sult of a modified theory (6) in which the pure singlet state is replaced in the course of time by an iso
tropic mixture of product statesj this gives the correlation function
3
It is probably less easy, experimentally, to distinguish (10) from (3), than (11) from (3).
Unlike (3), the function (10) is not stationary at the minimum value 1(at 8 .. 0). It will be
that this is characteristic of functions of type (2).
(11)
Thirdly, and finally, there is no difficulty in reproducing the quantum mechanical correlation (3) if the
results A and 8 in (2) are allowed to depend on and s respectively as well as on a For ex
ample, replace s in (9) by ii', obtained frolil a by rotation towards g until
1  8' = cos 8 ,
"
where 8' is the angle S' and g. However, for given values of the hidden variables, the results
of measurements with one magnet now depend on the setting of the distant magnet, which is just what we
would wish to avoid.
IV. Contradiction
The main result will now be proved. Because p is a nonnalized probability distribution,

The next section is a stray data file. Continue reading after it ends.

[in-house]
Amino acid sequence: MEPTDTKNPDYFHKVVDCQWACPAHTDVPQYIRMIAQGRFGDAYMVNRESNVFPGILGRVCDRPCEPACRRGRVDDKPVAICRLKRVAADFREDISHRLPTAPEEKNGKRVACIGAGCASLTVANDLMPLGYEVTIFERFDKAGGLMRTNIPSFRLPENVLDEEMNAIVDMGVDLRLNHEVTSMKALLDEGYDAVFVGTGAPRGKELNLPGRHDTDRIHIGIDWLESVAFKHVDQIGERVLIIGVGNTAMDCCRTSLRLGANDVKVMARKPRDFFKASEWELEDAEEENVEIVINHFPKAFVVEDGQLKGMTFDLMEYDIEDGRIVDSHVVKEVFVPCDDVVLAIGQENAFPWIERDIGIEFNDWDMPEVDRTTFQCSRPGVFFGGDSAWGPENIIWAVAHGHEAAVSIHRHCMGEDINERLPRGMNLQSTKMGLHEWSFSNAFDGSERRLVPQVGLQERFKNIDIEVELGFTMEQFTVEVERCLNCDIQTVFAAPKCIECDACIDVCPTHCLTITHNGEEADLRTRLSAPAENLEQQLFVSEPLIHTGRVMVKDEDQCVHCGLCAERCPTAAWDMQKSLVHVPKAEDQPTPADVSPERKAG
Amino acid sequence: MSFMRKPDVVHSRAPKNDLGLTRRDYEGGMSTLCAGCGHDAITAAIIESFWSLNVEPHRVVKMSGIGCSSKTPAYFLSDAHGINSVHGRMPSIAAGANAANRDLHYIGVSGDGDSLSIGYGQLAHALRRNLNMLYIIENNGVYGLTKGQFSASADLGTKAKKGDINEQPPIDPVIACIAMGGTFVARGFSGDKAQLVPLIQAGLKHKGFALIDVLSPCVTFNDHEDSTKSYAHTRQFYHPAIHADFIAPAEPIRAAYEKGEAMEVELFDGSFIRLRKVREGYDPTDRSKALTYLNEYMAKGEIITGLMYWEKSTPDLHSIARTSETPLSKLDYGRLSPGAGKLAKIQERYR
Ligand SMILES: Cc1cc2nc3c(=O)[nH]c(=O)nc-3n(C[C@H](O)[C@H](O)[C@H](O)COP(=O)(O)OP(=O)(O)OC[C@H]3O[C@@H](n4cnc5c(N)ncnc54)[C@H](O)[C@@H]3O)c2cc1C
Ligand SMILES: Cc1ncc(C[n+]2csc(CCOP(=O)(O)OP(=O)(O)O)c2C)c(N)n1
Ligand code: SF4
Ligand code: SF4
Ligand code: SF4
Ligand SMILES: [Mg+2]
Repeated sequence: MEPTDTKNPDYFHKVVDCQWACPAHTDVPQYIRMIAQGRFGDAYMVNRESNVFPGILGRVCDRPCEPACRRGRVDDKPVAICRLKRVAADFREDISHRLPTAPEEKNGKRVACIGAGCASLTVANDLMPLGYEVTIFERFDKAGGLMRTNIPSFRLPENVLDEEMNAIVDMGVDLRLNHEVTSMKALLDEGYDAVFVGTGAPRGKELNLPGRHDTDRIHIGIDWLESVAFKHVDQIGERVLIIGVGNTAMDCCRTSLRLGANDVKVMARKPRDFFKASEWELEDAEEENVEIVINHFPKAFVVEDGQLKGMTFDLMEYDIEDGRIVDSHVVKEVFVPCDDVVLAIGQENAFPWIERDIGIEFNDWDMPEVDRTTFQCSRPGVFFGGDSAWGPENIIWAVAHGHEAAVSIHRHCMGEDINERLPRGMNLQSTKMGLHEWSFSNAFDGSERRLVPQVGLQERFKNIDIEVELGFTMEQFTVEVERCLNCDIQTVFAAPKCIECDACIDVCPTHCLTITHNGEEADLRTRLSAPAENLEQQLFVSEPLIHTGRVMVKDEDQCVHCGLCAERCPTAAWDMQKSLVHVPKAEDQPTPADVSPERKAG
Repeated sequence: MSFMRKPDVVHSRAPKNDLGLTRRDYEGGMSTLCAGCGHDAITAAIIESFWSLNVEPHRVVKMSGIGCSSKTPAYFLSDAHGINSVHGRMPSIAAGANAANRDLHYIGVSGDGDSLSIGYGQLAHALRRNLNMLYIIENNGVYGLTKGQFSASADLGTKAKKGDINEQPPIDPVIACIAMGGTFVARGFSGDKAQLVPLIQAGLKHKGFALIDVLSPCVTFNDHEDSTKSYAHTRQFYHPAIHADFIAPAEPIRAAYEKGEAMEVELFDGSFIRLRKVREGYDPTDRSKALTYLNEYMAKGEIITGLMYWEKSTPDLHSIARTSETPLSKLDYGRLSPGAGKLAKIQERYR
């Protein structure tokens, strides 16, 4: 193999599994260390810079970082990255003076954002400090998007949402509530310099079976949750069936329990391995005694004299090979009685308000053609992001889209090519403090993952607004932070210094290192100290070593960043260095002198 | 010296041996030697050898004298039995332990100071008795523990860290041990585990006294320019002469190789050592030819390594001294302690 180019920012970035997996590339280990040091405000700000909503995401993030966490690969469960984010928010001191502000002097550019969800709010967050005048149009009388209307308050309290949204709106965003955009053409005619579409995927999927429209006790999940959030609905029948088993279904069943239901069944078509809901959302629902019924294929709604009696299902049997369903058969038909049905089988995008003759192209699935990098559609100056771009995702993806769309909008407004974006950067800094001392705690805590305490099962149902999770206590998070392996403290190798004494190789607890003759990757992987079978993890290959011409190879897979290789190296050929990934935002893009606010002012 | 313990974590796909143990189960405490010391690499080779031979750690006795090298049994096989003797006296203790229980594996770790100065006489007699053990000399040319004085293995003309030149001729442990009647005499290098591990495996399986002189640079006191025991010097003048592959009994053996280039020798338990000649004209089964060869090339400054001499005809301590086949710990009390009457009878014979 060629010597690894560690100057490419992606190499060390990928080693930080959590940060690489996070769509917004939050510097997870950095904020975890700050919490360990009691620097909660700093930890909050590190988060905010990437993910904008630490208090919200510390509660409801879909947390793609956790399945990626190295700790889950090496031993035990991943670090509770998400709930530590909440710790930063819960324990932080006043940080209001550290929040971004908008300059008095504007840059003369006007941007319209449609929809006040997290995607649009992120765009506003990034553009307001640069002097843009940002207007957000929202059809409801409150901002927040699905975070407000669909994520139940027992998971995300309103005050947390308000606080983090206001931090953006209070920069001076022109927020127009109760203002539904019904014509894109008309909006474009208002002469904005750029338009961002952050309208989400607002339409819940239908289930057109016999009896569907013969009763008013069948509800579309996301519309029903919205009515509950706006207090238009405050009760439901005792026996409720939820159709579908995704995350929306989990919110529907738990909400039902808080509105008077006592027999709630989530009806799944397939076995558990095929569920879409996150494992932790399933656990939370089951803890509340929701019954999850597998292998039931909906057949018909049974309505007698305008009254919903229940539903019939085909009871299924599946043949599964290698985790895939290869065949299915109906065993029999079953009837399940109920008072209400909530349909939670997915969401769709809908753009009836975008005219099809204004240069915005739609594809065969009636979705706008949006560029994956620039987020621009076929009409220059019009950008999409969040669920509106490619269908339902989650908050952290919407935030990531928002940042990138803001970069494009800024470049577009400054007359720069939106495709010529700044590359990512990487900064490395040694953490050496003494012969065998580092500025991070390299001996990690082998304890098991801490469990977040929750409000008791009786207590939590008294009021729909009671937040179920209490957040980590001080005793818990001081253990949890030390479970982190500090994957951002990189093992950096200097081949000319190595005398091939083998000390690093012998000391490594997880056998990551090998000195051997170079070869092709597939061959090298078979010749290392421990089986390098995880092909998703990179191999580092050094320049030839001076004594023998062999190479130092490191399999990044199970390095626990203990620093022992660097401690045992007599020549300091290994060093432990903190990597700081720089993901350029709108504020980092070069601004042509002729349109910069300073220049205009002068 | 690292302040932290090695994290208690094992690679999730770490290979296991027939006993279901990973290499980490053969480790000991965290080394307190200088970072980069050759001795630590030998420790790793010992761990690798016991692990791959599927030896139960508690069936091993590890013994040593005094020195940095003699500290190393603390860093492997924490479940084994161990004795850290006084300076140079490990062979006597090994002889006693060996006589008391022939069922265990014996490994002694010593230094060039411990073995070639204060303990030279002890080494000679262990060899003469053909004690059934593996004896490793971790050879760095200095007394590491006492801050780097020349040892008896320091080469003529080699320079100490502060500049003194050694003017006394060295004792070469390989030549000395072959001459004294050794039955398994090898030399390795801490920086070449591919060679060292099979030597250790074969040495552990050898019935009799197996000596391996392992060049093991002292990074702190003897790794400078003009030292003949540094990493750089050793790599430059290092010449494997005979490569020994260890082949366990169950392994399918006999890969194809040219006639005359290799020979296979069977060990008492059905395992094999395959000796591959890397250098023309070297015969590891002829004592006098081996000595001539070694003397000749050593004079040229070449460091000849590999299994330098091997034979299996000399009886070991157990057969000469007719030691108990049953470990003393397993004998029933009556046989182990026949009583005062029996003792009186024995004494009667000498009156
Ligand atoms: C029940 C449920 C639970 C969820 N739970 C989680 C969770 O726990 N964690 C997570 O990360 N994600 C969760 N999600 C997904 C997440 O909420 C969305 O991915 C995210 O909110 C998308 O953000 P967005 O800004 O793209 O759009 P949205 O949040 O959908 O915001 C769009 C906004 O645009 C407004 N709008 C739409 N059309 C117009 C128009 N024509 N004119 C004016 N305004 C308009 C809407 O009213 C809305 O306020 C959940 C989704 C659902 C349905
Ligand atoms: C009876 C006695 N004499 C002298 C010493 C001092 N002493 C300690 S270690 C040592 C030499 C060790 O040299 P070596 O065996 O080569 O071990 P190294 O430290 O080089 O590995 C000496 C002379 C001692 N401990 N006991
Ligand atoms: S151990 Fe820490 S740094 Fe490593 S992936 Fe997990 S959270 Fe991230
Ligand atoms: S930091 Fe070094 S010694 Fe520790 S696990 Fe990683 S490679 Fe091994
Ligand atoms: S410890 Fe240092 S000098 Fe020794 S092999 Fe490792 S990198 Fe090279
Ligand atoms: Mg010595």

dAp(A) = 1, (12)
and because of the properties (I), P in (2) cannot be less than 1. It can resch 1 at a m g only if
A(a, A)  8(a, A) (13)
except at a set of points A of zero probability. Assuming this, (2) can be rewritten
(14)
•
406 BELL
It follows that c is another unit vector
P(8, g) P(8, c) ~  dAp(A) [A(8, A) A(g, A) A(8, A) A(c, A»)
= dAp(A) A(8, A) A(g, A) [A(g, A) A(c, A) 1)
using (1), whence
I P(8, g) P(8, c) I ~ dAp(A) [1 A(g, A) A(c, A»)
The second term on the right is P (g, c), whence
(1S)
Unless P is constant, the right hand side is in general of order 1 gc I for small 1 gc I. Thus P(g, c)
cannot be stationary at the minimum value (1 at ~ = c) and cannot equal the quantum mechanical
value (3).
Nor can the quantum mechanical correlation (3) be arbitrarily closely approximated by the form (2).
The formal proof of this may be set out as follows. We would not worry about failure of the approximation
at isolated points, so let us consider instead of (2) and (3) the functions